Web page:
Cheers

 

EDIT:  I changed the name of the github repo, and that changed the url, so I updated that in my earlier post, and here it is again:  https://github.com/r...emo-Smart-Plugs


Edited by rkinnett, 26 November 2020 - 02:45 PM.


#6 sbradley07

sbradley07

    Messenger

  • *****
  • Posts: 441
  • Joined: 06 Mar 2017
  • Loc: Connecticut

Posted 26 November 2020 - 09:07 PM

You would have to solder some wires to an exposed serial port on the PCB and flash open-source Tasmota firmware. 

Cool, another project!  I'll look into the firmware.  I haven't tackled any hacks that require soldering, but always willing to try something new.  

 

As for your development, I think Alpaca is the right way to go.  Since the proxy can co-reside with the ASCOM software (ie. NINA), it's logically no different than an ASCOM native driver, but it's more extensible and, shall we say, future-ready.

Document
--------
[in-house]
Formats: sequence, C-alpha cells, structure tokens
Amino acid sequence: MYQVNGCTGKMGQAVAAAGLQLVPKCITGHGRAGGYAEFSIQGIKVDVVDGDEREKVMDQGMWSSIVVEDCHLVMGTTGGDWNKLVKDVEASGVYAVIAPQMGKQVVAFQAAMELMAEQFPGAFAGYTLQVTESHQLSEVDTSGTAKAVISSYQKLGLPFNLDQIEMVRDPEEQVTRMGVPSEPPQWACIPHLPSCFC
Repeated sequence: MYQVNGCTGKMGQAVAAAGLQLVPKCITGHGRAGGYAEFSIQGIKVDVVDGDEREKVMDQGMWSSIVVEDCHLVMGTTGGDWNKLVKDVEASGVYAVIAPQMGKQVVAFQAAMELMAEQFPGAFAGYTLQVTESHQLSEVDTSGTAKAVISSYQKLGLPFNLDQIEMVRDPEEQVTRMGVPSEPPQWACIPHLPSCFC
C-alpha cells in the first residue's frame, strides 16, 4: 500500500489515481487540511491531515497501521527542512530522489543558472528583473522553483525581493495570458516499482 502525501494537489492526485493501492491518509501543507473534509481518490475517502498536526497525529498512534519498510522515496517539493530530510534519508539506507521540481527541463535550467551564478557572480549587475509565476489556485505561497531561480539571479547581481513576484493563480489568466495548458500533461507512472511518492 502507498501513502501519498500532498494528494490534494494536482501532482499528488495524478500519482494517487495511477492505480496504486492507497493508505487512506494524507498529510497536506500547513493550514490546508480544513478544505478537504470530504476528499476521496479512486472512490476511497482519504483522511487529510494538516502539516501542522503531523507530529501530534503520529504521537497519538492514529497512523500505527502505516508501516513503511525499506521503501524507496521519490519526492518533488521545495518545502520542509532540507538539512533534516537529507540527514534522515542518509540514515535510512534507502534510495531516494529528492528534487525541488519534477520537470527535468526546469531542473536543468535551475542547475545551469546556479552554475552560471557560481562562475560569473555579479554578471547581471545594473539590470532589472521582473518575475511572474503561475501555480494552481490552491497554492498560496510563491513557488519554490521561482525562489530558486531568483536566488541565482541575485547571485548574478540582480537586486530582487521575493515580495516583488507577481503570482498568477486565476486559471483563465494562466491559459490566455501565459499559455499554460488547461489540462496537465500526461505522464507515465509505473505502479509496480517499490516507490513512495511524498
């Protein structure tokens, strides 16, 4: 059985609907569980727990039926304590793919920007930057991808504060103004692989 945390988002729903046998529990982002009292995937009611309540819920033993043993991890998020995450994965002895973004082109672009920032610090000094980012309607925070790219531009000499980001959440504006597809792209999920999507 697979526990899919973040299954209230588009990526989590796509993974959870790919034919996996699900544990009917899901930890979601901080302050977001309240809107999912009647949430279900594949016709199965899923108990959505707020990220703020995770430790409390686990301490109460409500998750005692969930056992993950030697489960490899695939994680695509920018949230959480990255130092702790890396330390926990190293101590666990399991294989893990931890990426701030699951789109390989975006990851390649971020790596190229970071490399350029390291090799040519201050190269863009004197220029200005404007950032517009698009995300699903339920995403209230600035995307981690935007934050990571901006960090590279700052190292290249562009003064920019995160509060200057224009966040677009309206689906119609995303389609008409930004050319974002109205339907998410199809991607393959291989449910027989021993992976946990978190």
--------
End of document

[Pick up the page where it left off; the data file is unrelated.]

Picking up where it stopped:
• rkinnett likes this

#7 speedster

speedster

    Astronomy Architecture and Engineering at McCathren Architects

  • *****
  • Vendors
  • Posts: 546
  • Joined: 13 Aug 2018
  • Loc: Abilene, Texas

Posted 27 November 2020 - 10:00 PM

Thank you Ryan!  My Wemo mini will be here next week and i will definitely use this.


  • rkinnett likes this

#8 speedster

speedster

    Astronomy Architecture and Engineering at McCathren Architects

  • *****
  • Vendors
  • Posts: 546
  • Joined: 13 Aug 2018
  • Loc: Abilene, Texas

Posted 27 November 2020 - 11:43 PM

In NINA command line, you just put "wemo 192.168.1.100 off"?  Bat file in NINA folder?  System32 folder?.   I'm going to like the NINA command line.  "timeout 60 & 192.168.1.100 off & shutdown /s /f" I think would pause 60 seconds while NINA parked the mount, then kill power to the mount, then shutdown the laptop. 


Edited by speedster, 27 November 2020 - 11:43 PM.


#9 rkinnett

rkinnett

    Viking 1

  • *****
  • topic starter
  • Posts: 652
  • Joined: 08 Aug 2018
  • Loc: La Crescenta, CA

Posted 28 November 2020 - 11:42 PM

You can put the batch file anywhere, and provide the full path in the script execution utility in NINA. I suppose you could string commands together like that but I’m not sure why you would need to.  You can do each of those operations as separate events in the sequencer.

 

The ASCOM driver works!  I’m just polishing things up a bit and will figure out how to build a standalone executable, then I’ll post on github.